Skip and I and our friends Lisa and Alison were at the Los Angeles County Fair and we had already ridden a few of the extremely crazy rides on the Midway. We were walking around and I saw the bungee jumping platform and mentioned to Skip that one day I would love to do that when we could afford it. He surprised me by telling me that the time was now if I wanted to. We could spare the 35 bucks it cost to do it now. A year from now, we may not be able to. I was filled with happiness. And apprehension. But it felt like the same apprehension I feel whenever I do something new and extreme, so I didn't even think about it. I walked up to the counter, filled out all the forms telling me that it was all my responsibility if anything went wrong, paid my dough, and they were ready to outfit me and take me up.

The harness they fitted me with went around my waist and crotch and down my legs. They then snapped a brace around my ankles and attached a giant elastic cord to that. I could barely move the lower half of my body. It was like some strange, kinky, public bondage act. They told me that Skip could come up in the basket with us as moral support, but I was so sure of myself that I told him to stay on the ground as I didn't need any support. I planned to get up there and dive off without any hesitation. It was my normal attitude towards anything I did, so what happened next caught me totally be surprise.

I hobbled to the basket and it started to rise. Even as it went up, I was still feeling very confident about the jump. This jump was only 130 feet in the air. It wasn't really that far down compared to bungee jumping I'd seen on TV. In fact, the world's tallest bungee jump is in South Africa (http://www.faceadrenalin.com/bloukrans_river_bridge.htm) and Skip and I thought about doing it while we were there. The problem was that it was a couple hours out of Cape Town and we couldn't find the time in our schedules to make that drive and waste most of the day just to jump off a bridge. Since I had never jumped before, I figured that this County Fair jump was the perfect introduction and I could jump higher next time I wanted to do it.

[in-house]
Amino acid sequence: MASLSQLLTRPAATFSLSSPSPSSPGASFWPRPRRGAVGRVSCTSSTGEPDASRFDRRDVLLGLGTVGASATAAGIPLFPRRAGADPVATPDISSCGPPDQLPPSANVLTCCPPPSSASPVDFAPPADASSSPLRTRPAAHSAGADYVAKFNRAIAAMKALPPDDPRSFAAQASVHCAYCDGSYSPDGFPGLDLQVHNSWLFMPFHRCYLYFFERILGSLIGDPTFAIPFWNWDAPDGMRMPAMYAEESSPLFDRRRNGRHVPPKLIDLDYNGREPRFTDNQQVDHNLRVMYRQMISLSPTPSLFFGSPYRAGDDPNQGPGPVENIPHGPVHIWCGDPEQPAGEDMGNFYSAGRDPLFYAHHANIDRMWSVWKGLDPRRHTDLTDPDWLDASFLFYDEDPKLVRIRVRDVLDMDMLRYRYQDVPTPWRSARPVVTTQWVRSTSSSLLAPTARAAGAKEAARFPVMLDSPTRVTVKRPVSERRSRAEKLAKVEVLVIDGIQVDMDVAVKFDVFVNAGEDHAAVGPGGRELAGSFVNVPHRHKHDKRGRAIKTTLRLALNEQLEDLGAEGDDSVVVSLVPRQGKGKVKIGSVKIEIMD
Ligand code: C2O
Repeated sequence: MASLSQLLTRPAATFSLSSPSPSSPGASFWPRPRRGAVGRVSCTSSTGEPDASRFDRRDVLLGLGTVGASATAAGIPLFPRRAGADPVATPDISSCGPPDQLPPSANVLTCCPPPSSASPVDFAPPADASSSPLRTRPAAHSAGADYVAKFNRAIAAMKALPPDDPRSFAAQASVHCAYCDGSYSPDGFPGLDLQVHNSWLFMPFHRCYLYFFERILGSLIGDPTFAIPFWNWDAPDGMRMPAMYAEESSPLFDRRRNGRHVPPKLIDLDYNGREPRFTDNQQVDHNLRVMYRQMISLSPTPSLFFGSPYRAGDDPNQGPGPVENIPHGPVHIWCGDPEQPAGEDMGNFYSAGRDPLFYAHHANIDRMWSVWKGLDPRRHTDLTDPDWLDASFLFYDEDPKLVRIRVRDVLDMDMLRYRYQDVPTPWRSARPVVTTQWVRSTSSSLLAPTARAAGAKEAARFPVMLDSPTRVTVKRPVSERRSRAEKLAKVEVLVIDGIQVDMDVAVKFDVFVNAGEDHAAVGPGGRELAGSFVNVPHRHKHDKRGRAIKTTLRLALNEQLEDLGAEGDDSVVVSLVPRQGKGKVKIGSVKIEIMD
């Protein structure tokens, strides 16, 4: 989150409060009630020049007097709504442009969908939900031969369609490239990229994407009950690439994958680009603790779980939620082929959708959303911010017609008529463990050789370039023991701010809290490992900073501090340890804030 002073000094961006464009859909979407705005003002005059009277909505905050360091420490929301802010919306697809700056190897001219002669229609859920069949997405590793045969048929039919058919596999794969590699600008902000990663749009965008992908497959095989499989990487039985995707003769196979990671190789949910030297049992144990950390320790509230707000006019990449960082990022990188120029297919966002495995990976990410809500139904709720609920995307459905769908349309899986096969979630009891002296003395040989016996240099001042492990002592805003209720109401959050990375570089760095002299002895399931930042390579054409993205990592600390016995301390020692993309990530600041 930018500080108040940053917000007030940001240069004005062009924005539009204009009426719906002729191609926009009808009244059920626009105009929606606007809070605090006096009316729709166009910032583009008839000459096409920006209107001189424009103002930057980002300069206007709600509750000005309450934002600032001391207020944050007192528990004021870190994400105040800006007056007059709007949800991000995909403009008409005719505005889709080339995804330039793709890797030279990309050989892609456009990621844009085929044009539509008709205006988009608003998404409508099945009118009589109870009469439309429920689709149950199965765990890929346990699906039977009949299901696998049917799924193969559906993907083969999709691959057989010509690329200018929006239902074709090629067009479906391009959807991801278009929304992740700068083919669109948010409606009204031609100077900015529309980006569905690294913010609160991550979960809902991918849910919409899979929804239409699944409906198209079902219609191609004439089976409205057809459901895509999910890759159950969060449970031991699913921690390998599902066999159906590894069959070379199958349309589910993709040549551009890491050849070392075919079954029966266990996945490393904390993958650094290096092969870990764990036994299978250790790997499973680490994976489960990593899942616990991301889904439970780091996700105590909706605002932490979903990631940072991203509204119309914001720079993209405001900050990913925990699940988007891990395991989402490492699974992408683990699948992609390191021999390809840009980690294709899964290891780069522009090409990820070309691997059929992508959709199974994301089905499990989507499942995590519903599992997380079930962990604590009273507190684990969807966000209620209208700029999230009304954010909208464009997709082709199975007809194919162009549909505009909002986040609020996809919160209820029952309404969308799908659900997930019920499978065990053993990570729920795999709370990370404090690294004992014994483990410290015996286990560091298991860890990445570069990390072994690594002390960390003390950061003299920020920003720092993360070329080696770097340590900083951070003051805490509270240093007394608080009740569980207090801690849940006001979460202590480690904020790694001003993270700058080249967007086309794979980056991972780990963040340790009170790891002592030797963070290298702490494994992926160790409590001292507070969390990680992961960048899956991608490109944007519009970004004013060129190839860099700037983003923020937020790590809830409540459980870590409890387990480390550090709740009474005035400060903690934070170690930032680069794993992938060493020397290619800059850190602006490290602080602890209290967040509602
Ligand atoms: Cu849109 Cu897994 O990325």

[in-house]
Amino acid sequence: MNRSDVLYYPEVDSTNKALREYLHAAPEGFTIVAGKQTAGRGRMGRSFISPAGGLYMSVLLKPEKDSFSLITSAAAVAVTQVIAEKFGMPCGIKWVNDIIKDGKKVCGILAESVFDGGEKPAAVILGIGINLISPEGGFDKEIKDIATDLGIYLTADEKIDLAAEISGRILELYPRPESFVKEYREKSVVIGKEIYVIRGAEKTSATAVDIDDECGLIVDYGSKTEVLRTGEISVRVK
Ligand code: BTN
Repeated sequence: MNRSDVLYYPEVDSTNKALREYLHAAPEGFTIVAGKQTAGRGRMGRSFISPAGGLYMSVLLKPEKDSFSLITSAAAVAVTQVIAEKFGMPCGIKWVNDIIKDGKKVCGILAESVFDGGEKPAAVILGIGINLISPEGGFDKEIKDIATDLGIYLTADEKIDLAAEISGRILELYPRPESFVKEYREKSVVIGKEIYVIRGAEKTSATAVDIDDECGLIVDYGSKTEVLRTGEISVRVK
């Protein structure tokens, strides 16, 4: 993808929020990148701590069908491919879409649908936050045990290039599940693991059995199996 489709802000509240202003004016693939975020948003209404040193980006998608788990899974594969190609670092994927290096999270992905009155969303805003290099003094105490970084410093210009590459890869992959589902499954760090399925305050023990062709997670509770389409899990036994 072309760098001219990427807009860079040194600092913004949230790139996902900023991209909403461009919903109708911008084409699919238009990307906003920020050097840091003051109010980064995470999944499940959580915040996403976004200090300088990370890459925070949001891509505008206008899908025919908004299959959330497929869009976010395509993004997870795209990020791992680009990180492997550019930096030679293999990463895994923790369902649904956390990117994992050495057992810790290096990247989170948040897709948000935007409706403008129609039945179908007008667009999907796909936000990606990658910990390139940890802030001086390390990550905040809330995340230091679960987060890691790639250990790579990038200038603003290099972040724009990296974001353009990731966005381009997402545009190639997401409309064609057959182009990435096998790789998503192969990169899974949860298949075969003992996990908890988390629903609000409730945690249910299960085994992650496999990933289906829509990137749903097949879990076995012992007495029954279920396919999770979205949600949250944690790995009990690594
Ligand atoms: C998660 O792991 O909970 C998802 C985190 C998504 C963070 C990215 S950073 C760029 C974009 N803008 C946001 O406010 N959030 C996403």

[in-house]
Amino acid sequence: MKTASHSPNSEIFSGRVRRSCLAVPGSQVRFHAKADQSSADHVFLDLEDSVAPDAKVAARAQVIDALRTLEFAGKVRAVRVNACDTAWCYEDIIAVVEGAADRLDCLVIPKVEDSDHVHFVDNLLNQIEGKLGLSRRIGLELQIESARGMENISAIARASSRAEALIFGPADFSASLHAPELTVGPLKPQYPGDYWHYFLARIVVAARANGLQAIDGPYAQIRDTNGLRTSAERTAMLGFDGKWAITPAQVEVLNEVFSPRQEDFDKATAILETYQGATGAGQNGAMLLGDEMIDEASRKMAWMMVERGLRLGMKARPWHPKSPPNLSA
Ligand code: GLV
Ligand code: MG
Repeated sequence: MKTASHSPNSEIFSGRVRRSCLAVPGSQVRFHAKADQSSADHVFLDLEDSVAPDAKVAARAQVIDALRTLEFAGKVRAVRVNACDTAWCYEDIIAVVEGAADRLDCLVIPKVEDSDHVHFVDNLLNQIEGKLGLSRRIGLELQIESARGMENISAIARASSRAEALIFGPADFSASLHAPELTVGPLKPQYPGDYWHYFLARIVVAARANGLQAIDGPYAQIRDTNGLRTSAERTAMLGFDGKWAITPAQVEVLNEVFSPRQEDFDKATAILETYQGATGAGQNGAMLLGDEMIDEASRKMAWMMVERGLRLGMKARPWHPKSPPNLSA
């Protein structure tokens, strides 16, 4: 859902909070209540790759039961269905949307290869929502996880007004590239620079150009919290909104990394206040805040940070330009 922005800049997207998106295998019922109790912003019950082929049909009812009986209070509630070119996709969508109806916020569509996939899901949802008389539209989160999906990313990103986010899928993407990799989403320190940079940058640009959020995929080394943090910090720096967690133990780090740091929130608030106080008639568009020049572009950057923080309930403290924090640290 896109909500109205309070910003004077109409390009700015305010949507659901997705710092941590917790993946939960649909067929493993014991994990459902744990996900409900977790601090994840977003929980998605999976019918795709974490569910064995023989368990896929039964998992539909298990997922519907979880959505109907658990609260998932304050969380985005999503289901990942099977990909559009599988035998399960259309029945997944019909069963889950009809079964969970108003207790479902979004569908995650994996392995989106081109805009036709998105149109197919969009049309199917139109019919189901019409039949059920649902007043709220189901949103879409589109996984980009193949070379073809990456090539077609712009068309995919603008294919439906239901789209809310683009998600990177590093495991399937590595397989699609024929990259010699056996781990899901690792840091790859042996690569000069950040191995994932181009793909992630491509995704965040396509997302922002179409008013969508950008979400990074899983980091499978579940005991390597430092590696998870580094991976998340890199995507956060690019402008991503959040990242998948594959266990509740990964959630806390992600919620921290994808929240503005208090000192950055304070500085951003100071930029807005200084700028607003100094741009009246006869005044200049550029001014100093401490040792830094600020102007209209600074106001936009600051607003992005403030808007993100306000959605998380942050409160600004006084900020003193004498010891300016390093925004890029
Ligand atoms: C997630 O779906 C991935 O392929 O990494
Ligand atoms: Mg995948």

As the basket rose up into the sky, I was still feeling excited and confident. It wasn't until it reached its apex and I stepped out onto the edge of the basket to jump that the panic set in. I'm still not exactly sure what happened, as I've never felt that type of fear before. I felt absolutely powerless and just wanted to run and hide, except there was no place to run and hide to. I just stood there, gripping the doorway to the basket, looking down and feeling like my life was about to end.

The countdown started…five, four, three, two, one…I was supposed to jump when they said one, but I just stood there with a death grip on the basket. The countdown started again. And again. And I still just stood there. The ride operator in the basket with me tapped me on the shoulder and told me that we had to go down if I didn't jump. I couldn't move. I wouldn't jump, and I couldn't even back into the basket again. I told him, "I don't know if I can do this, but I have to." The countdown started again and again I just stood there staring at the ground.

Actually, I was staring at a giant inflatable pillow that was between the ground and me. At that point, I knew how absurd I was being. My rational mind was telling me that no one had been injured on this thing. It was telling me that a big elastic cord was attached to me that would keep me from hitting the ground. It was telling me that there was a giant pillow that would also stop me from hitting the ground. But my irrational mind was screaming at me louder. All I could hear was it yelling, "ARE YOU FUCKING INSANE?" Between the rational and the irrational, I just couldn't move.

That's when the operator told me that I had to step back and we had to go down. I looked down at Skip, Lisa and Alison, sitting on some bleachers, snapping pictures of me. Next to them was what looked like some inbred, hillbilly family, pointing and laughing at me. I loudly told the operator, "I have to do this", and I jumped.

I think the problem was that I was too tense. Lisa later told me that I was lucky it wasn't 500 feet. But I think that if it was 500 feet, I would have been okay. After I jumped, all I remember is seeing the giant pillow rushing towards me. I quickly thought, "This is amazing" and I felt myself begin to relax. But it was too late. I hit the end of the fall and the elastic cord snapped me back up into the air. I was stiffly holding my arms across my stomach and when the cord snapped me up, my arms snapped up as well. I felt my right shoulder pop and I knew immediately that I was screwed.